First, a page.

By Alex Stevenson
The Treasury is to make £5 billion available for infrastructure projects to boost Britain's struggling economic recovery, George Osborne will announce.
Tomorrow's autumn statement is expected to see the chancellor announce 'under-spends' from elsewhere in government, including from tax avoidance, have made the money available.
They will form part of a longer-term £30 billion investment made possible by a deal with pension funds announced by Mr Osborne yesterday. This will see the funds invest in projects over a much longer period, attracting further private sector investment.
"British pension funds have not been investing the savings of British people in British infrastructure. Now we are hopefully going to change that," Mr Osborne told BBC1's The Andrew Marr Show yesterday.
"We have signed an agreement with the big pension funds that will see them investing British savings in British infrastructure, building an economy based now on savings and investment rather than on debt."
Chinese money will play a key role, with China Investment Corporation chairman Lou Jiwei writing in the Financial Times that he sees involvement as "win-win" for all concerned.
"Now infrastructure in Europe and the US badly needs more investment," Mr Lou wrote.
"Traditionally, Chinese involvement in overseas infrastructure projects has just been as contractors. Now Chinese investors also see a need to invest in, develop and operate projects."
Tomorrow Mr Osborne will outline how the £5 billion is being allocated. Around £600 million is expected to be diverted towards a new schools programme, the Guardian reported.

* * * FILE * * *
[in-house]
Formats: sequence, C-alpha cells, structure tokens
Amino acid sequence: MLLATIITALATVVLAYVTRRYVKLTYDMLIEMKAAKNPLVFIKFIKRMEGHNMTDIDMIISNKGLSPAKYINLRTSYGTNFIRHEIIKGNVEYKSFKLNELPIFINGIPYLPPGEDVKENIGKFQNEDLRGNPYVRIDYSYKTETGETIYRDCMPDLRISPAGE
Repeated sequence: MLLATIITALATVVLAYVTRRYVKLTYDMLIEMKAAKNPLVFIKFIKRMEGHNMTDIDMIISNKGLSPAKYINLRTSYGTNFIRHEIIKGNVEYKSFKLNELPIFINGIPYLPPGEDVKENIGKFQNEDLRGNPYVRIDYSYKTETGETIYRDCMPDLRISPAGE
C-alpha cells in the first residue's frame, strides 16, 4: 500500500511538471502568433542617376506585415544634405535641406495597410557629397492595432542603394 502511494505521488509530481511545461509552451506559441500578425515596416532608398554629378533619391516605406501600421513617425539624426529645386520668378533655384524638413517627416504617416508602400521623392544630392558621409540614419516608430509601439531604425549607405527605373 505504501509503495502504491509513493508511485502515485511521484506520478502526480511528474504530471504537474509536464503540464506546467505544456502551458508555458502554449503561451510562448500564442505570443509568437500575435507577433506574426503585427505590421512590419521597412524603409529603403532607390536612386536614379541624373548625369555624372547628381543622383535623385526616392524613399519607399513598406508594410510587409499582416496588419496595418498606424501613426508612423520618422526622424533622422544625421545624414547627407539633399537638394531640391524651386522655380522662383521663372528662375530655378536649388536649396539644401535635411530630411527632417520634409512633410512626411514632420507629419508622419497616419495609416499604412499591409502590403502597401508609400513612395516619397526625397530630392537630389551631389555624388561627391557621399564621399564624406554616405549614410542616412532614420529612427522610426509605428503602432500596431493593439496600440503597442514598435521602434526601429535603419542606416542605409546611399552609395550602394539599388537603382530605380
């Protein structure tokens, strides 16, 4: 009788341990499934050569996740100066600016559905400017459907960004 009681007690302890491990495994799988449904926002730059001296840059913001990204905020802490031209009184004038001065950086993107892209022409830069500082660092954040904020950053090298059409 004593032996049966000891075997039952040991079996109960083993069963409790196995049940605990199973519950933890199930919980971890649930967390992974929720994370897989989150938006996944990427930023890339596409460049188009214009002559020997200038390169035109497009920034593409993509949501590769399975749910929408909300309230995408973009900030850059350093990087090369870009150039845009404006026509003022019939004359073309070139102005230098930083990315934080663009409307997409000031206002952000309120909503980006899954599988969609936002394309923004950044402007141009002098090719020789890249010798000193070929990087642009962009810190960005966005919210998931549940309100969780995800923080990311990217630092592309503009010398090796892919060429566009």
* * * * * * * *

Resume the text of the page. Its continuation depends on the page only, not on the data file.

Other expected measures include an increase in the bank levy to bring the tax's annual income to £2.5 billion, a deferral of the 3p increase in fuel duty to help motorists and a cap on the planned 8.2% hike in rail fares, which will be cut to 6.2%.
Around 500 projects are expected to be announced tomorrow, of which 20 will be 'big-ticket' schemes. They are being grouped together under what the government is calling its 'national infrastructure plan'.
Only around two per cent of pension funds' £1 trillion of assets are currently invested in infrastructure.
Joanne Segars, chief executive of the National Association of Pension Funds (NAPF), said there was potential for this to be much higher.
"Infrastructure is a good fit with the needs of pension funds because projects like ports and power stations can offer a reliable return over a long timeframe," she said.
"But at the moment many pension funds struggle with the mechanics of investing in infrastructure. They need a simpler financial vehicle that helps them to get on board with bricks and mortar."
The NAPF says the current investment model makes investing in infrastructure too difficult, but hopes the memorandum of understanding it signed with the government yesterday will "facilitate the development of a new pension infrastructure platform" to ease the process.